As he walked from his office toward court, he was seized by “weird” waves of nausea, & nearly crumpled on the sidewalk in a spasm of dizziness — “as if it were a satanic attack,” he said later. But it was God’s providence that he file the objection, bringing another 10 days breathing room to the anxious parties on the court docket.

Bidding Duel Brings Victory for Christians

Understanding the circumstances before them, the board of feisty ProLife Majority Coalition of Chattanooga half seriously voted to try to buy the building. On April 30, 1993, more than 250 Christians pooling their capital delivered an economically fatal blow to the clinic that had done 90 percent of the city’s abortions.

Spokeswoman PAT LINDLEY said there were “unlimited resources” suddenly available for the buyout of the Chattanooga abortion clinic site on 6230 Vance Road from the hands of Porter Yarbrough, enfeebled in Chapter 11 reorganization.

“Word got out, & the phones began ringing off the hook,” said ProMaCC treasurer MIKE JENNINGS, a lawyer.

“We asked the Lord God to raise up this money,” Mrs. Lindley said. “If 1 child’s life is spared because there’s [a] time lag between when they leave Vance Road & find somewhere else, it will be worth it. Can anyone put price tag on the life of even 1 child? *** The Lord made it possible to buy this building, & we will seek from Him what to do with it next.”

The parties stood before federal bankruptcy judge JOHN COOK, with pro-lifers on one hand & a jean-clad circuit-riding abortionist Dr. Perry & his lawyer, ALLISON LYNCH, on the other. The first bid was from Dr. Perry, for F$254,000. The pro-lifers bid F$5,000 higher.

Up the price went.

Dr. Bizzoco stood by with an open checkbook, ready to make sure the Christians didn’t lose for want of a few thousand dollars. Jahn and other lawyers handed over checks to Jennings.

Two minutes later, Perry called in quits at F$289,000. He strode out of court as the judge accepted the next highest offer — F$294,000 from the private citizens, who also had reached their limit. The total proved a blessing to Yarbrough, who got F$70,000 more than the junky building’s appraised value.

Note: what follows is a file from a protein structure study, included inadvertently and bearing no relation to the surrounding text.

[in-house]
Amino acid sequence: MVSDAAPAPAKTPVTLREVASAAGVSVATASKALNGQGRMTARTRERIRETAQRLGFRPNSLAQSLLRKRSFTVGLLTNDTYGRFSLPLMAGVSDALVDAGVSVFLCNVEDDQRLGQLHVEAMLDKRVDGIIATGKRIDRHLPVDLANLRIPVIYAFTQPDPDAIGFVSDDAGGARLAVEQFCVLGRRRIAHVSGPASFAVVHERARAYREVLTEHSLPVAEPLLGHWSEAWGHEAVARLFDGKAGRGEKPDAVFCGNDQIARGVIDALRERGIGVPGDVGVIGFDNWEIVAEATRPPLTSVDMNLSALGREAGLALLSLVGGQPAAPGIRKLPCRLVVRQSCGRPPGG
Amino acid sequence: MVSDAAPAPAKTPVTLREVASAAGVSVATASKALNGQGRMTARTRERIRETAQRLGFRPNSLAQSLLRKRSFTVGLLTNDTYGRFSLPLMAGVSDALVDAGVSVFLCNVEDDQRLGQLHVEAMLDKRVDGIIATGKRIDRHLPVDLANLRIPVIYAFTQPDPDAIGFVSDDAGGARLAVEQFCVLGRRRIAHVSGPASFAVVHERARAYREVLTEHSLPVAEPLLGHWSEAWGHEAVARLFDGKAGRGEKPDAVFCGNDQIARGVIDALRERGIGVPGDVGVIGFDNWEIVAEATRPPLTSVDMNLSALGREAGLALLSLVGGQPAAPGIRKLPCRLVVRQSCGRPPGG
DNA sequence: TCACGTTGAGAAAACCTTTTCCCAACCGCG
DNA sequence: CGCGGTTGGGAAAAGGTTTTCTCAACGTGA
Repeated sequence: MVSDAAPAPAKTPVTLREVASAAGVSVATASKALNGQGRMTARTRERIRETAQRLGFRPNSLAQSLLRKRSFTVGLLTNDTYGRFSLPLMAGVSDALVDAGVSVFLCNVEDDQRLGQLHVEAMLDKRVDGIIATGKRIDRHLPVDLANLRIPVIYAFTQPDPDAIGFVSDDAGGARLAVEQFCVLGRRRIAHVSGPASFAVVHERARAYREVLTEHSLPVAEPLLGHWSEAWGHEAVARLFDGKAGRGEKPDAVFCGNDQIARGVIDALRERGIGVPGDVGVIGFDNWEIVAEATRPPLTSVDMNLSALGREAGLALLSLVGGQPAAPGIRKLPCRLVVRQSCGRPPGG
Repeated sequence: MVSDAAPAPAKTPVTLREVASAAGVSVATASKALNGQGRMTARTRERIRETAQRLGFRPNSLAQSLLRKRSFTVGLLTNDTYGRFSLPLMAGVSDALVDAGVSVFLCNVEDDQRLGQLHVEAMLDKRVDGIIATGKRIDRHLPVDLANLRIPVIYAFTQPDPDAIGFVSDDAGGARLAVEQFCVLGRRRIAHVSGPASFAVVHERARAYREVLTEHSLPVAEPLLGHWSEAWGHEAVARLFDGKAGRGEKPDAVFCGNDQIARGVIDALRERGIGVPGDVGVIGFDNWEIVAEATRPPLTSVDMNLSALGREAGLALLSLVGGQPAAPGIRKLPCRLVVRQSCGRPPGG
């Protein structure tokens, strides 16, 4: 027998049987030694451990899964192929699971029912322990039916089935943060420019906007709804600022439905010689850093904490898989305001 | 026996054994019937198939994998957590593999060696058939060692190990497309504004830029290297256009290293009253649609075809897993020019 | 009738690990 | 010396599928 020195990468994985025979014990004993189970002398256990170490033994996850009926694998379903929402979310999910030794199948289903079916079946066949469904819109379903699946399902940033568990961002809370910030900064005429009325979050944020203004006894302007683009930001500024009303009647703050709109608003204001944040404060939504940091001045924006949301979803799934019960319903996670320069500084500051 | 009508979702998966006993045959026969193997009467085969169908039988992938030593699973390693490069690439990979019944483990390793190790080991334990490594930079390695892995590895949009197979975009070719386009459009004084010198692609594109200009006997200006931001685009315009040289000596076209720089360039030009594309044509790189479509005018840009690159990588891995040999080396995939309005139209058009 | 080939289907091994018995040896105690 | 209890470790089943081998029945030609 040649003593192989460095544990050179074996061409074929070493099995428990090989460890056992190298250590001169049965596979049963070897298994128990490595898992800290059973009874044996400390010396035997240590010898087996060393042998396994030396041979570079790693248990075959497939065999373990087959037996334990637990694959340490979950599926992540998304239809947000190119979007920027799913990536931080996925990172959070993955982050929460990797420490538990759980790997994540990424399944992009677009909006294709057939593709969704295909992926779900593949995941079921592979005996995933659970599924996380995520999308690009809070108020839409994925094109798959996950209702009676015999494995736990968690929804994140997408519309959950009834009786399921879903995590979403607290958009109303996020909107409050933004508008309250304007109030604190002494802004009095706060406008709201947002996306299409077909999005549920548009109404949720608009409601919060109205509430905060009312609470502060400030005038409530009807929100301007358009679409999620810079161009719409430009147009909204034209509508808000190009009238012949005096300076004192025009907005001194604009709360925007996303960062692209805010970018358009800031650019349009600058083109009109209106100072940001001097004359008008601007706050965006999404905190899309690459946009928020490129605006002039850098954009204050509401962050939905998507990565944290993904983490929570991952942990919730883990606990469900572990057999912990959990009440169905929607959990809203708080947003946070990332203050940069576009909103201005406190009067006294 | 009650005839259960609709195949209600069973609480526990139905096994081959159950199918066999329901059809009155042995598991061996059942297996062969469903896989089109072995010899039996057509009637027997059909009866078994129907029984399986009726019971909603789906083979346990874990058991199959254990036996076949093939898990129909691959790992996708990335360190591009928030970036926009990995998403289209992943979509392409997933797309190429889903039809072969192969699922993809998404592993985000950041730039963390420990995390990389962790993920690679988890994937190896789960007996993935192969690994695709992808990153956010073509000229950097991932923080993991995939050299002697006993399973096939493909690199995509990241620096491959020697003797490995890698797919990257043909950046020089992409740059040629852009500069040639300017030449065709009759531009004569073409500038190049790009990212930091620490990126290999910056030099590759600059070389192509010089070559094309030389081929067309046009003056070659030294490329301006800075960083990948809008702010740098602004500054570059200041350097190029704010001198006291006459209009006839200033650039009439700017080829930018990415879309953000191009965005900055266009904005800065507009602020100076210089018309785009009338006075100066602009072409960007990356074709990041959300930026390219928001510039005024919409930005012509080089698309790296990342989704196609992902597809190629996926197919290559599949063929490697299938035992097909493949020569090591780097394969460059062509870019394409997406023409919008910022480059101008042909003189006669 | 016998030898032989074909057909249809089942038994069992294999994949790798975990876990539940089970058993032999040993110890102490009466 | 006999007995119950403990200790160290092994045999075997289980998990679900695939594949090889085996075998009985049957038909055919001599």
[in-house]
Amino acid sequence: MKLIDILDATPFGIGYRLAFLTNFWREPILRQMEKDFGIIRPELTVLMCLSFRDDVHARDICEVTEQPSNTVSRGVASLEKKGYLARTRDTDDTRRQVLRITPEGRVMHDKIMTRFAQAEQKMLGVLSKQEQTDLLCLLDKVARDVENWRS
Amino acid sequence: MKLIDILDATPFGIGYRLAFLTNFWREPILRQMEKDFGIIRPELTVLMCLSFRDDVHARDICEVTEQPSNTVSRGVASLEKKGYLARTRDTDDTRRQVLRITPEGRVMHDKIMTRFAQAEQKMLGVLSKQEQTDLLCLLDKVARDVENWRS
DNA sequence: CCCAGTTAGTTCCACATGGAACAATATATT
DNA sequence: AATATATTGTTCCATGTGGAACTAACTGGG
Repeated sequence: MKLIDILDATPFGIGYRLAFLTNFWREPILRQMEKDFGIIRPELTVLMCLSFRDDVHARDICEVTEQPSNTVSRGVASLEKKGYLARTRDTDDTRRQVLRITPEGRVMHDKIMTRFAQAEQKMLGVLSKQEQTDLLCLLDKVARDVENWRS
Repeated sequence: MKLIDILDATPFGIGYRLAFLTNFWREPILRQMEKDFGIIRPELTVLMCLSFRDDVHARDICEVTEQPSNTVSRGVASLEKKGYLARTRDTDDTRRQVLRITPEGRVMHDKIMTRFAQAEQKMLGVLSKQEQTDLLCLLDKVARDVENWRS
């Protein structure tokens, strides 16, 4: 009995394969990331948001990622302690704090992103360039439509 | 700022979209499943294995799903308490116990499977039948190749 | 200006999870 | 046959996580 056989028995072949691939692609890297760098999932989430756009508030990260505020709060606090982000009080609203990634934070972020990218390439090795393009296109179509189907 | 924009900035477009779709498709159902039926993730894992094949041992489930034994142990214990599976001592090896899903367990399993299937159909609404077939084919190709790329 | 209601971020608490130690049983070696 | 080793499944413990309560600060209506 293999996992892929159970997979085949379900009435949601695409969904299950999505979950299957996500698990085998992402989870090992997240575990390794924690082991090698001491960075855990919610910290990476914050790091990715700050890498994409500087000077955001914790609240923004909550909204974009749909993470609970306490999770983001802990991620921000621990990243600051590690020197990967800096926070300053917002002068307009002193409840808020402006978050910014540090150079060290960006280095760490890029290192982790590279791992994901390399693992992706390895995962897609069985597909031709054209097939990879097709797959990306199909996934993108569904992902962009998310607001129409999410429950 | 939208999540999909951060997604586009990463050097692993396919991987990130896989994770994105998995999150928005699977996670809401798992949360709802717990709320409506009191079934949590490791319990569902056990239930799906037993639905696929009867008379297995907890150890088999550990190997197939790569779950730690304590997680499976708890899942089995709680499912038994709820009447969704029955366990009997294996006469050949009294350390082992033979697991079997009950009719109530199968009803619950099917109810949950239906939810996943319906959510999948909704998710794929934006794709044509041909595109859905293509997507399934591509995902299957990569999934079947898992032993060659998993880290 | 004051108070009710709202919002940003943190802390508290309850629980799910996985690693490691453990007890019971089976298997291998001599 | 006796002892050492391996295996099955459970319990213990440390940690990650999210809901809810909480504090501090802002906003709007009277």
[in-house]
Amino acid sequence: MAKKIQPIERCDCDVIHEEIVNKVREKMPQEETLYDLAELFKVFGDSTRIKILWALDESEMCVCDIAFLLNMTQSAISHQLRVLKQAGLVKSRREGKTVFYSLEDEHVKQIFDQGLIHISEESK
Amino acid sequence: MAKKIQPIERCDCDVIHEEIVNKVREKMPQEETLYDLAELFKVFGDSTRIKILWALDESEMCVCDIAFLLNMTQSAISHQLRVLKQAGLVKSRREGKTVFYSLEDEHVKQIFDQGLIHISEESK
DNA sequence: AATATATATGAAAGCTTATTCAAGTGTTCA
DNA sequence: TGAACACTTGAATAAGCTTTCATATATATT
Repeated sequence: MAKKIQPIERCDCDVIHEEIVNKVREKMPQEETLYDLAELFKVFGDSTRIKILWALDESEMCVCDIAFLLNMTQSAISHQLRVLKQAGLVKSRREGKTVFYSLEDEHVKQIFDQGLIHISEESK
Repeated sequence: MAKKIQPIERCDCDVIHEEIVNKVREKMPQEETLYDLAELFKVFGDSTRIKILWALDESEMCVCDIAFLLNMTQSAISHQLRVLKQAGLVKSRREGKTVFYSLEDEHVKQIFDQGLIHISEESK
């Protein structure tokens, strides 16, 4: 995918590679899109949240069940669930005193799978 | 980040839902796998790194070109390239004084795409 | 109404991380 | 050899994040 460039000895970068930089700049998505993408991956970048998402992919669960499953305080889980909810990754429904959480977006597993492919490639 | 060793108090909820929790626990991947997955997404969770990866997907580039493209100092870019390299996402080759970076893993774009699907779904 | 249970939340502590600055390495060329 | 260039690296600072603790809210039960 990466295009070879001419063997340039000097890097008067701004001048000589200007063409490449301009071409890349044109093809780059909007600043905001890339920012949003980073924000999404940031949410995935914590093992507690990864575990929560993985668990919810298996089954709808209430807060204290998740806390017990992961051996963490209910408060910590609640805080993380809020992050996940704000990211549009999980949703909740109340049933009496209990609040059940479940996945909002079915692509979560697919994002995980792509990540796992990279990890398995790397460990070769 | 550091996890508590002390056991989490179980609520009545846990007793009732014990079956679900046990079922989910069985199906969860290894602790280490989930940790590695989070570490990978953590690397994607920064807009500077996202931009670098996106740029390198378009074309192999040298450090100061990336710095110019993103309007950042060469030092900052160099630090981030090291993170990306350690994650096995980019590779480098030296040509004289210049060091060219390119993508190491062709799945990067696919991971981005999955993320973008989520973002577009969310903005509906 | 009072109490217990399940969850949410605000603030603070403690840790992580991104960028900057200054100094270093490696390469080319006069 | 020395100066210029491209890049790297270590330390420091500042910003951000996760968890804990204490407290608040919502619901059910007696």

The average check was for F$2,500. Members of a small north Georgia Presbyterian church led the way with large contributions. The tiniest — F$3.37, a newspaper reported — came from a Sunday school class of 3-year-olds at the church.

Believers said they bought the building to halt continuing transgression of God’s commandments. “There is no other explanation for the sacrificial giving by people who stand to gain absolutely nothing personally by the purchase of this property,” Mrs. Lindley said. “We know that this has come about only by the power of our sovereign God. We have seen the enemy camp delivered into the hands of God’s people.”

Dr. Bizzoco said God’s people acted decisively. “What this says is that they are not all talk, & they are willing to pay the price to put their beliefs into action.”

The clinic went out of business May 17 when the sale closed. A crowd of pro-lifers crossed the painted white line on the parking lot that had restricted pickets for 8 years. The city of 152,000 residents for the 1st time since 1975 had no clinic operating whose primary trade was the slaughter of boys & girls. The loss of its property allowed a surviving owner of Chattanooga Women’s Clinic Inc., FRED CRAWLEY, to pull the plug on the business. He quickly sold or gave away its assets (Times, May19, 20/93, T-FP, Aug1/93).

IN SERVICE OF GOD A bulldozer blade rests after a ceremonial demolition Aug. 29, 1993, at Chattanooga’s former abortion clinic.

Building Gets Godly Purpose

Christians toured the refurbished property Jan. 23, 1994, to celebrate the conversion of the death mill into a right-to-live center.

The building became the site of the 1st National Memorial to the Unborn. It is also the site of the relocated crisis pregnancy center, AAA Women’s Services, formerly across the street. “We now have more room for counseling, a prayer closet, more bathrooms & a place where women can pick up pregnancy clothes or baby clothes, all donated & all free,” volunteer Stephanie Wharton told the Times.

“With abortion no longer an option here, we are seeing more women who are in need of counseling & help, so I would expect to be busy this year.”

Though 4 local doctors were identified as trying to take up some of abortion demand with in-office procedures, Chattanooga had become the largest American city with no full-time abortion clinic.

‡ Porter Yarbrough died in October 2011, a devout Christian.